Literature Search for Alternatives Worksheet

step-by-step approach to an alternatives search

Facilitates compliance with
USDA/APHIS/AC Policy 12 - Consideration of Alternatives to Painful/Distressful Procedures

This worksheet is designed to assist researchers with their literature searches, while facilitating compliance with regulatory agencies. The search should identify any alternatives to potentially painful or distressful procedures, while also assuring that the protocol does not unnecessarily duplicate previous research.

The US Animal Welfare Act ( (AWA) regulations (specifically the 1985 Amendment (, require the principal investigators to consider alternatives to procedures that may cause more than momentary or slight pain or distress to the animals, and provide a written narrative of the methods used and sources consulted to determine the availability of alternatives, including refinements, reductions, and replacements.

The search for alternatives refers to the three Rs described in the book, The Principles of Humane Experimental Technique ( (1959) by Russell and Burch. The 3Rs are reduction in the number of animals used, refinement of techniques and procedures to reduce pain or distress, and replacement of animals with non-animal techniques or use of less-sentient species.

3Rs (

Refinement (
The use of analgesics and analgesia, the use of remote telemetry to increase the quality and quantity of data gathered, and humane endpoints for the animals are examples of refinements.
Reduction (
The use of shared control groups, preliminary screening in non-animal systems, innovative statistical packages or a consultation with a statistician are examples of reduction alternatives.
Replacement (
Alternatives such as in vitro, cell culture, tissue culture, models, simulations, etc. are examples of replacement. This is also where you might look for any alternate animal models lower on the phylogenetic scale (fish or invertebrates, for example), that would still give you the data you need.

Before you begin your search:

  • Consider other possible animal or non-animal models (e.g., tissue culture, cell culture, fish, rats, etc.) more info
  • Consider your objectives and endpoints. more info
  • Note any drugs or compounds used in procedures. (e.g., anesthetics, analgesics, test compounds, etc.) more info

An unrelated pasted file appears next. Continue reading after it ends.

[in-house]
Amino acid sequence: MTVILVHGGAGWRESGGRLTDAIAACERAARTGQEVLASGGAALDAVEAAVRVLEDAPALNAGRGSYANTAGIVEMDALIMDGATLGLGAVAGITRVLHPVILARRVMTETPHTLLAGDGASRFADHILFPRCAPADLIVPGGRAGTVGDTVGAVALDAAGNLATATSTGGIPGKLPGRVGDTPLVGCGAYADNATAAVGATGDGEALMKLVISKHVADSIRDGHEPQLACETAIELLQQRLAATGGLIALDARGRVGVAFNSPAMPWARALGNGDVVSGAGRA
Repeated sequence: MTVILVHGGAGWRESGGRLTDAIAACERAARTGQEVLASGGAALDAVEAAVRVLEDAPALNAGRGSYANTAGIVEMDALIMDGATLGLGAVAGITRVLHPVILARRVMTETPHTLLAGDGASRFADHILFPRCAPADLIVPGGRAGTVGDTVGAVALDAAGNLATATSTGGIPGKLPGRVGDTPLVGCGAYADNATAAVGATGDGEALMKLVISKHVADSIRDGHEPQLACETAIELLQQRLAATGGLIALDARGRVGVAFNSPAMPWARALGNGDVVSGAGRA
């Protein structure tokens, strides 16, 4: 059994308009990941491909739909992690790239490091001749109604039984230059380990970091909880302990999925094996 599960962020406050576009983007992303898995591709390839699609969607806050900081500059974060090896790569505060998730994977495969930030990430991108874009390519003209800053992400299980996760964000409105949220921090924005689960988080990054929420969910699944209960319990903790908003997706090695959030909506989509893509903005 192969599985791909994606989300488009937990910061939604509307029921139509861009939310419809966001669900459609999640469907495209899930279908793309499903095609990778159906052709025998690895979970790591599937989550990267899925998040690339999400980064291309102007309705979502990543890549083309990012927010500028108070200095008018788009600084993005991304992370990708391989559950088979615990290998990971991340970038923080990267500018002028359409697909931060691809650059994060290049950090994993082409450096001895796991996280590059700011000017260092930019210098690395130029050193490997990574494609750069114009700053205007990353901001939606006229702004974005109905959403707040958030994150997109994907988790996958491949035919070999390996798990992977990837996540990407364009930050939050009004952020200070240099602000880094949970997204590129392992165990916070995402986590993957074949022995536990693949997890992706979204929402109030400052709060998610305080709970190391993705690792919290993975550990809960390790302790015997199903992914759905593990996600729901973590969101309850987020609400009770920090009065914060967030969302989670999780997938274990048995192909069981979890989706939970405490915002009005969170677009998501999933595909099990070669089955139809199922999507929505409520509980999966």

• Note methods and procedures using animals, paying particular attention to those procedures that may cause pain or distress to the animal. more info
  • List any potential alternatives (all 3 Rs) of which you are aware. (e.g., alternate models, modified techniques, housing modifications, modified restraint, in vitro methods, computer simulations, etc.) more info
  • Develop a conceptual search strategy using the keywords and concepts you noted above. A search strategy is necessarily flexible, dependent both on the topic and on the database selected. If too many records are retrieved, additional relevant terms may make the results fewer and more useful; if too little is retrieved, fewer terms and a more conceptual approach may identify the relevant material. Use these terms and concepts as needed when searching in the following databases. more info
  • Database selection: Choose those that are appropriate for the area of study, keeping in mind type of protocol:
    Is the proposed study a research, teaching, or testing protocol? more info


Free Bibliographic Resources




Proprietary Bibliographic Databases, check with your library for availability



  • ERIC (, more info
  • CAB (, more info
  • Zoological Record ( , more info


Free Governmental, Regulatory and Organizational Databases



Other resources, databases, and websites may be useful. The Animal Welfare Act regulations and policies allow for researchers to describe other methods and sources used to determine the availability of alternatives, though this should be secondary to the literature search.

For your protocol:

  • Note names of databases searched and years covered by the search. (example: PubMed, 1966-2005) more info
  • Note the date(s) on which you searched.
  • Describe what alternatives-related information you found, how you are integrating those alternative methods, procedures, or models into your protocol, as well as why you are not using others. This is sometimes referred to as the "narrative" or "search results" section. more info

Supporting information on Searching and Databases available.

For additional information or assistance:

AltWeb (
Alternatives news, information, and resources
Sample searches, methods and guidelines, training and education, databases, organizations, and other resources that can assist in understanding alternatives, finding alternatives and completing the alternatives search.
UCDavis Center for Animal Alternatives Information
Assistance with the search for alternatives,

Other resources:

USDA/APHIS/AnimalCare (
Animal Care Policy Manual (
Policy #11 ( — Painful Procedures
Policy #12 ( — Consideration of Alternatives to Painful/Distressful Procedures
Alternatives and the AWA Brochure ( – AWIC
Alternatives Search Tip Sheet ( – NIH Library
The Principles of Humane Experimental Technique ( by Russell and Burch